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January 29 - February 5, 2011

I ain’t lion…

Hello from our third plane of the day.  We are en route to Cape Town to begin the last leg of our trip.  This morning we departed the fine country of Botswana and camp Xakanaxa.  Sadly, this camp is actually pronounced “Cock-a-knock-ah”.  Because of this, every time an employee would come up to me, I would flinch and cover my crotch.

Besides the crotch endangerment, we had the experience of sleeping in a tent with a King sized bed in it, but no power past 5pm.  So when we’d get back from afternoon game drives, the room would be lit up with candles and lanterns.  Each night at the camp, a guide would have to walk you to your room so that you weren’t eaten by wild animals.  This seemed funny to me until this morning when we unzipped our tent and saw a leopard lying in the grass 20 feet from us.  We debated whether or not to sound the alarm (an air horn in a leather case on our bookshelf) and instead opted to try to take pictures of the leopard while standing large.  The leopard quickly got tired of our paparazzi attempts and slunk further into the nearby woods.

Xakanaxa proved to be the camp with the coolest room and had lot of animals that we hadn’t seen.  This morning we caught up with six cheetahs and followed them from our jeep while they stalked some impala breakfast.  The whole jungle reacts as the cheetah get near.  Birds start squawking, impalas stare and snort but don’t run (stupid impala), and even the squirrels make a noise that our guide liked to impersonate.  In the end, the impalas got away because the cheetah was lazy (my opinion) and didn’t want to continue the chase.  But it was fun to watch them hunt.  We also got to see some wild dog hunt and a whole lot of lions sleeping in funny poses.  I hope to come back a few years down the road and embarrass the lions with these pictures the same way my mom loved to show the pictures of me potty training.

Xakanaxa sits on the Okavongo Delta and we also got to take a boat ride through the swamp which was relaxing and felt a bit like a video game come to life as we would maneuver through narrow lanes of high delta grass.  While on the Delta, we also got to ride in a traditional mokoro canoe made from the local Sausage Tree (despite my attempts to wait under this tree with eggs and pancakes, I couldn’t cajole any sausage to fall from the tree onto my breakfast plate.  We saw some hippos who looked just like the Hungry Hippo game (minus the neon pink one) and got to see a land hippo mark his territory by pooping and then spreading it like lawn fertilizer with his tail.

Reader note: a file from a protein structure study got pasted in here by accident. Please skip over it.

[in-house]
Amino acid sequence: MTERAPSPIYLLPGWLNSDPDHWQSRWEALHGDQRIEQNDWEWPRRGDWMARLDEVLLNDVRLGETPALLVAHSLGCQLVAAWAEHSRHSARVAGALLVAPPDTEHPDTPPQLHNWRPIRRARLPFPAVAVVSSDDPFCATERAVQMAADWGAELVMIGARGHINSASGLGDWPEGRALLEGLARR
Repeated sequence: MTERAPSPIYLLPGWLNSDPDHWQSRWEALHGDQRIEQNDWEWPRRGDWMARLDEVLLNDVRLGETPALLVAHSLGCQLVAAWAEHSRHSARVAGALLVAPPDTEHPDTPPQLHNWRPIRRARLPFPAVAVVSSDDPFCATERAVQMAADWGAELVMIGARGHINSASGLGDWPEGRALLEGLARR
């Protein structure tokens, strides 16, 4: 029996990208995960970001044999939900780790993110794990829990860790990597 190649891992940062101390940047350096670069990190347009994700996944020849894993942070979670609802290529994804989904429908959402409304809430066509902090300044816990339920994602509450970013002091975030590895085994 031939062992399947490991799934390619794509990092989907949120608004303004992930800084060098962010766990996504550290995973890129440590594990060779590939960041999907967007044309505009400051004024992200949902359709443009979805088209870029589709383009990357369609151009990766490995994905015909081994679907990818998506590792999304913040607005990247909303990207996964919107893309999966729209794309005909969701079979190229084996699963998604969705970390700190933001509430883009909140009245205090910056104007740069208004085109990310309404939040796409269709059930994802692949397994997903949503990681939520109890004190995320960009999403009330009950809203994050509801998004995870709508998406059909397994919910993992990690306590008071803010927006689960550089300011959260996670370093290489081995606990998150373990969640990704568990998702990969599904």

Before Xakanaxa, I had experienced my first small plane ride of my life going from Chobe to Savuti Safari Lodge.  That plane, a five seater Cessna, was possibly the first plane ever invented.  I think the name was the Spirit of Saint Louis and the Red Baron was our pilot.  Anyway, it was fun (scary) for the first five minutes and then bumpy and crazy enough that I had the pleasure of using the in-flight sick bag to deposit my lunch, and my breakfast, and possibly all of the candy I’ve already eaten on this trip.  It was the exact opposite of awesome.

Once on the ground though, the Gods of Equality allowed us to get the Honeymoon Suite room at Savuti – a series of private little cabins arranged throughout the camp.  It was possibly the most exciting, smelly and loud room (all good things) that I’ve ever stayed in.  Right outside our front door was a watering hole (set up by the government because much of Savuti is in the desert) that elephants loved to frequent.  At all hours of the day there were usually two to seven elephants slurping water, pushing each other out of the way with their tusks, and being awesome.  There was also a high voltage fence between our room and the elephants so they couldn’t crush us like ants.  When the sun would go down, there was a spotlight on the elephants so we wouldn’t miss the action and when we felt like sleeping, the elephants would trumpet to let us know they wanted more pictures taken.  Elephant – the most vain animal in Africa.

The camp was great and the people running it and guests were the most interesting of our trip.  We made some Australian friends and each night got to dine under the Botswana sky, a full moon, a different view of the elephants and enjoyed some really good food.  We even were treated to some traditional African song and dance by the staff complete with a woman doing shrieking cries that made the camp very worthwhile to me.

Our guide at Savuti, “Bubba”, was a bit of a renegade.  He wasn’t too good at spotting animals but he did like to drive really fast over very bumpy and sandy roads as soon as someone else would spot something.  On our last morning, we pulled into a spot where a leopard was stalking a small antelope.  The antelope got within five feet of the leopard and somehow was able to avoid the leopard’s pounce.  The leopard didn’t chase because it was lazy.  This furthers my theory that cats (jungle and domestic) are super lame.  After falling short, most cars watching the leopard left the area but we stuck around and sojourned off-road and about five feet away to take a picture of the leopard sleeping up close.  Bubba didn’t think this was a good enough picture for us so he drove at the sleeping leopard until it had to scramble away.

Now we’re headed to Cape Town – hopefully with fewer leopard encounters and more wine glasses.


  1. sarah d. Said,

    guess which picture is my favorite…!

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